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3-man crew Taiwan helicopter confirmed dead as rain disrupts typhoon rescue
Taiwan News, Staff Writer
2009-08-12 05:28 PM
TAIPEI (Taiwan News) – Three crew members of a crashed rescue helicopter were confirmed dead Wednesday, but in another area, military began evacuating 700 villagers first believed dead.

The official death toll of Typhoon Morakot rose to 71 Wednesday, with 61 missing and 45 injured. Efforts to evacuate thousands of residents from isolated villages and to deliver food and medical supplies to others met with problems Wednesday as heavy rain returned to the disaster areas, forcing helicopters to stay on the ground.

In the Santimen area of Pingtung County, the three crew members of a National Airborne Service Corps helicopter which crashed Tuesday were confirmed dead after a rescue team reached the site Wednesday.

Pilot Chang Shun-fa, 43, co-pilot Wang Tsung-li, 47, and technician Huang Mei-chih, 42, were on a mission to drop supplies to a remote village when their UH-1H aircraft crashed. Media reports named poor visibility due to bad weather, overloading, and a collision with cables as possible causes for the accident.

The helicopter was more than 30 years old but had passed a recent safety test, the NASC said.

The bodies of the three men were transferred to Neipu where their colleagues lined the street to give them a military salute. Interior Minister Liao Liou-yi was present to bring tribute to the courage of the rescue workers.

The NASC ordered the grounding of all UH-1H aircraft, but the army said it would continue to use its helicopters of the same type.

Meanwhile, the army mobilized more of its helicopters to compensate for the grounding. A total of 33 helicopters would fly 195 missions Wednesday, the NASC said.

In neighboring Kaohsiung County, military rescue teams began the evacuation of more than 700 residents of Hsiaolin and Namahsia villages originally feared buried by mudslides. The special military units moving into the mountains overland discovered the survivors late Tuesday. A local official had taken some of the residents uphill to seek refuge in a workers shelter, reports said.

Earlier rescue efforts had airlifted only dozens of residents by helicopter and found a small group inside a tunnel, giving fuel to reports that as many as 600 of Hsiaolin’s official population of 1,313 might have been buried under the mudslides which destroyed most of the buildings in the area. Even after the latest discoveries, it was still unclear how many residents were missing.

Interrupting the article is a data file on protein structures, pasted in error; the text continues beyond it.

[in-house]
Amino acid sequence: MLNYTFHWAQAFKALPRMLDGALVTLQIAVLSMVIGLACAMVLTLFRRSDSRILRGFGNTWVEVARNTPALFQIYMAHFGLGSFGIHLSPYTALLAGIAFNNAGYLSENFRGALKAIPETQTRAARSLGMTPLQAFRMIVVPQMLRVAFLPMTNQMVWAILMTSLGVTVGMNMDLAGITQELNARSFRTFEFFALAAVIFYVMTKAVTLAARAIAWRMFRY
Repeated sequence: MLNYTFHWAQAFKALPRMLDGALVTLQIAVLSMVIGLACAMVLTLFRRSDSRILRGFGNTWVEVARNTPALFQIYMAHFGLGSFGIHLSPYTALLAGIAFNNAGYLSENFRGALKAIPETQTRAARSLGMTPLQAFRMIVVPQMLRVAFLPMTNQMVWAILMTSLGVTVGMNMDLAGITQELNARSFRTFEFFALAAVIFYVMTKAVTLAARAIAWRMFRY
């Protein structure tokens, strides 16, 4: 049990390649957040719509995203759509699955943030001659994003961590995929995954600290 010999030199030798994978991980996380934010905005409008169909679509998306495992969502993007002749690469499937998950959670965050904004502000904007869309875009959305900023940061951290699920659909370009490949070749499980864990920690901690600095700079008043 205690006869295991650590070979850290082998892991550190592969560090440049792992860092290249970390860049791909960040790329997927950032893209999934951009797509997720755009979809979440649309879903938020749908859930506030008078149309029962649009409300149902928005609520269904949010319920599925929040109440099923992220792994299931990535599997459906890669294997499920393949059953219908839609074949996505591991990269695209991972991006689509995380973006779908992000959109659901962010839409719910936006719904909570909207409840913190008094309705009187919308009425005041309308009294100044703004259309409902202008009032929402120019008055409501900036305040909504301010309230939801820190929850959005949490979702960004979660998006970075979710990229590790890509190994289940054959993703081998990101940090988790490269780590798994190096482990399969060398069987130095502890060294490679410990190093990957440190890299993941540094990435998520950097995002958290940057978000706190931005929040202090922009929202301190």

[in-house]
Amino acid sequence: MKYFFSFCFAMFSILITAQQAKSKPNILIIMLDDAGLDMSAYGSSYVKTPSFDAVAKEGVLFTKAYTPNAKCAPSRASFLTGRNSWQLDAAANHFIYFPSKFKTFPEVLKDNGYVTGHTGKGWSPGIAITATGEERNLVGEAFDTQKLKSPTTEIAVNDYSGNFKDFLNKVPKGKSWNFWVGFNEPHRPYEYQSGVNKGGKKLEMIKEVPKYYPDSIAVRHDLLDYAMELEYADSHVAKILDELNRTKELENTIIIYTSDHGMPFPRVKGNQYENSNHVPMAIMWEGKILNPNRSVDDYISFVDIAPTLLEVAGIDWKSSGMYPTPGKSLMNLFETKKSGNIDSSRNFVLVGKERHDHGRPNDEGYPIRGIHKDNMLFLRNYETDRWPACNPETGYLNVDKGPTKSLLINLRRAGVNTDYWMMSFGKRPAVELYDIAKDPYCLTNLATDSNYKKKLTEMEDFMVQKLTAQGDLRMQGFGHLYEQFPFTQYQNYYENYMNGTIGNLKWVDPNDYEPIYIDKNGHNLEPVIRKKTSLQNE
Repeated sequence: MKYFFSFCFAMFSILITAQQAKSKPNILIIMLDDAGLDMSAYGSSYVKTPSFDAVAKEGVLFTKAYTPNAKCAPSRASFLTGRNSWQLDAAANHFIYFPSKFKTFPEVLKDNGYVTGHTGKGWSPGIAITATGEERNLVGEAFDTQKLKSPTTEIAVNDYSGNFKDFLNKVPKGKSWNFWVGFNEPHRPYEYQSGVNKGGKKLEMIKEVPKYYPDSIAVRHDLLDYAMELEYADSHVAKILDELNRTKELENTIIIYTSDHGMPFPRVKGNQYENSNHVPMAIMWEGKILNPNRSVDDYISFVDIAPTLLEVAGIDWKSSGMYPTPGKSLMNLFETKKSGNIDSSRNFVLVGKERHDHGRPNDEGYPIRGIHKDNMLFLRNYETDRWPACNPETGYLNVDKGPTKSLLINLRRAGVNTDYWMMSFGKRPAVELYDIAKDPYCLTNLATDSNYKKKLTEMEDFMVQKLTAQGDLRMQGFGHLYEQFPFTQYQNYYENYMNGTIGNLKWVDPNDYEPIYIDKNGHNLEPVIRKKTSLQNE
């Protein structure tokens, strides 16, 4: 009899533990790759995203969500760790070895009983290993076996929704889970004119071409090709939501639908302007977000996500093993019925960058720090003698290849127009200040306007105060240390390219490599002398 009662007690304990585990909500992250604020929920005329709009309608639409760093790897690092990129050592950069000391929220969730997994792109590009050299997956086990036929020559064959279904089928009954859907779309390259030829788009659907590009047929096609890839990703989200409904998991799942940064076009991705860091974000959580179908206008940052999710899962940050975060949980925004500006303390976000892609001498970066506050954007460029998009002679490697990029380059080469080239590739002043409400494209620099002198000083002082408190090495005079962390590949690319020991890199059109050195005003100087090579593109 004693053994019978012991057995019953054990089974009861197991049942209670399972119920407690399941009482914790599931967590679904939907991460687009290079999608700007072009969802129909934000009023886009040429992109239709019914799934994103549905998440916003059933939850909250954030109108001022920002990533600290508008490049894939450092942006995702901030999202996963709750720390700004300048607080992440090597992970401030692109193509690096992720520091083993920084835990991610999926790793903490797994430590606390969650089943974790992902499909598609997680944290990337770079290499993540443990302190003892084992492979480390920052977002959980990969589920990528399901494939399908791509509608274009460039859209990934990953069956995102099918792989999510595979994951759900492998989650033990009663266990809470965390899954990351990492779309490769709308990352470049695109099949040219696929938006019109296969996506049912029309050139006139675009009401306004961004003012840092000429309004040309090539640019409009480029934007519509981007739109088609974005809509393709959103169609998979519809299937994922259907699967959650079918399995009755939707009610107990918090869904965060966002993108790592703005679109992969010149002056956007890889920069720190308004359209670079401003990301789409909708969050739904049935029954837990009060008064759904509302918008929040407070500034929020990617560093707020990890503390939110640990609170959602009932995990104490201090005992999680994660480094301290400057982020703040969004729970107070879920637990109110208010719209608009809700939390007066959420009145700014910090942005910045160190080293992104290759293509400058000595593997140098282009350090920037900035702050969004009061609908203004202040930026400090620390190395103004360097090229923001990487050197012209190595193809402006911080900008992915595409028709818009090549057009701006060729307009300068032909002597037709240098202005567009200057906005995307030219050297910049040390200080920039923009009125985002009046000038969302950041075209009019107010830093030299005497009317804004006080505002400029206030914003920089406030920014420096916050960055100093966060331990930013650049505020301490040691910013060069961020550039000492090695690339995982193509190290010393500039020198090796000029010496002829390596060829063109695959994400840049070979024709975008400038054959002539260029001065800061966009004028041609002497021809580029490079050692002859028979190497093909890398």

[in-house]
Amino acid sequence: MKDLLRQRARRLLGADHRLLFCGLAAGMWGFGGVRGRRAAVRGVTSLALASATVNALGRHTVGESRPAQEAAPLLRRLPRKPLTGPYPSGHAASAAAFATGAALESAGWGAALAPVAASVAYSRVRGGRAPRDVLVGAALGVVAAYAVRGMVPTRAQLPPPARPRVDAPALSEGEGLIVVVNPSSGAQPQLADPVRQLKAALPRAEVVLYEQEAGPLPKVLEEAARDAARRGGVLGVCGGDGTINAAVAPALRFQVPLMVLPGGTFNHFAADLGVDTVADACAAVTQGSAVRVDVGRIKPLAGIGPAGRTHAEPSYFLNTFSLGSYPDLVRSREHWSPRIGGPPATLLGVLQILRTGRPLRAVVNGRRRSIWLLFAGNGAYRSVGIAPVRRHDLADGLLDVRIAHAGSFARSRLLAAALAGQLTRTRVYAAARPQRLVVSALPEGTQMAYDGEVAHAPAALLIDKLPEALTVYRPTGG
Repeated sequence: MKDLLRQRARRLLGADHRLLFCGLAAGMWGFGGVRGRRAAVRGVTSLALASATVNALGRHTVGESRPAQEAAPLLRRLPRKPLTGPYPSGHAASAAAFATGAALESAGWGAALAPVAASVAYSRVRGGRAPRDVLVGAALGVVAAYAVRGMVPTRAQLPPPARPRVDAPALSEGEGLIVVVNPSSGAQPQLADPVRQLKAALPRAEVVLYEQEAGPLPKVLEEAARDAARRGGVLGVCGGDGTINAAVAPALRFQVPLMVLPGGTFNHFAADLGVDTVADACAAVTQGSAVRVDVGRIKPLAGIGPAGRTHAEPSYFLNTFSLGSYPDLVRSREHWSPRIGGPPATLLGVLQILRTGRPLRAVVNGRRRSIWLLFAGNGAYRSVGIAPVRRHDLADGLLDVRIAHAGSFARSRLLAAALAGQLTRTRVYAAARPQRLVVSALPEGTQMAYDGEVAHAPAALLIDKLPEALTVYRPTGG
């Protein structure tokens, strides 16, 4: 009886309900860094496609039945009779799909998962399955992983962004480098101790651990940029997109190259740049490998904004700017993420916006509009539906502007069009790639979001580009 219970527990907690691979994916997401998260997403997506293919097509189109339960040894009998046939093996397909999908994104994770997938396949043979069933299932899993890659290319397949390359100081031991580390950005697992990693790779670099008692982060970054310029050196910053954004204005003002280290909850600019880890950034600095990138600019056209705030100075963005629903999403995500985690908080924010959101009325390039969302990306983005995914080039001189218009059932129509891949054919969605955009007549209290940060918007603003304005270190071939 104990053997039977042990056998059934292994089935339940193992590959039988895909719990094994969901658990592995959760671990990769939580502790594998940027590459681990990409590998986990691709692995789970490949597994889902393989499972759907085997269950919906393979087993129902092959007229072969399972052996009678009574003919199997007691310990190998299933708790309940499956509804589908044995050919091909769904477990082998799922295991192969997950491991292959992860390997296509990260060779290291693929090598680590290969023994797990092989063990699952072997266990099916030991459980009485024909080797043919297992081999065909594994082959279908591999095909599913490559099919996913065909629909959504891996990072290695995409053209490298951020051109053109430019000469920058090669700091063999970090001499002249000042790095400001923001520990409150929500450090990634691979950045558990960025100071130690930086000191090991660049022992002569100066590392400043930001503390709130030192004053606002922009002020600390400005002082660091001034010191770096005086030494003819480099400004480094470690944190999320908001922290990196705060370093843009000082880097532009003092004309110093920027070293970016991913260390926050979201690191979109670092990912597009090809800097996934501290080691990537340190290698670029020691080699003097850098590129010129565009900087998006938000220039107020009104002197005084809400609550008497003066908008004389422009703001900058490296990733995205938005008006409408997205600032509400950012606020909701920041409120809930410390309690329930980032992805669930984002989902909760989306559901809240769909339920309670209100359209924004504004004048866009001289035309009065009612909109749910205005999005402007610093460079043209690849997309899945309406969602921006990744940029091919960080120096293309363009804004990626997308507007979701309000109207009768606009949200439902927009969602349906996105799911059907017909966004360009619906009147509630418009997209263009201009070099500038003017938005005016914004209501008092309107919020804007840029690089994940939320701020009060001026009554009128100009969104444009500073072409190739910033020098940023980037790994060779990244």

Residents of Hsiaolin evacuated to Chishan over the past few days said they wanted to return home and look for survivors. Heavy rain Wednesday afternoon forced the interruption of helicopter flights.

In the Kaohsiung County township of Taoyuan, a military rescue team met a local official by chance as he was out collecting vegetables to feed 200 people sheltering in an activity center.

The official told the soldiers he had expected the rescue teams to take at least a week to find his village. The residents received supplies of food enough to last them for several days, reports said.

In other parts of Southern Taiwan, rescue efforts also recorded progress in locating typhoon survivors. Rescue teams reached Taiho in Chiayi County overland Wednesday, while helicopters also evacuated more than 100 residents. One of the cargoes was NT$100 million in cash from the local farmers’ association savings bank, reports said.

Roads around scenic Alishan Mountain in Chiayi County were still interrupted or blocked, leaving at least 39 tourists stuck in hotels uphill, reports said. Earlier in the week, a group of Chinese tourists marched through the woods carrying their luggage in an effort to leave the area.

A military rescue team was scheduled to arrive in the main Alishan village Thursday, but more than 6,000 residents were still spread over 12 mostly small aboriginal communities in the area, according to the Cabinet-level Council of Indigenous Peoples.

Utilities were still hard at work to restore water and electricity in the regions hit by the typhoon.

The supply of running water from the Nanhua Reservoir to 370,000 households in the Tainan area was expected to be gradually restored from Thursday noon. Shops ran out of bottled water and residents booked rooms at local motels in the vain hope of finding water to take showers, cable stations reported.

The floods caused the deaths of tens of thousands of pigs, chickens and fish at farms across the south. A plan to treat 40,000 pigs which drowned during the typhoon with chemicals and bury them in Anting, Tainan County, provoked protests Wednesday by local residents fearing pollution.

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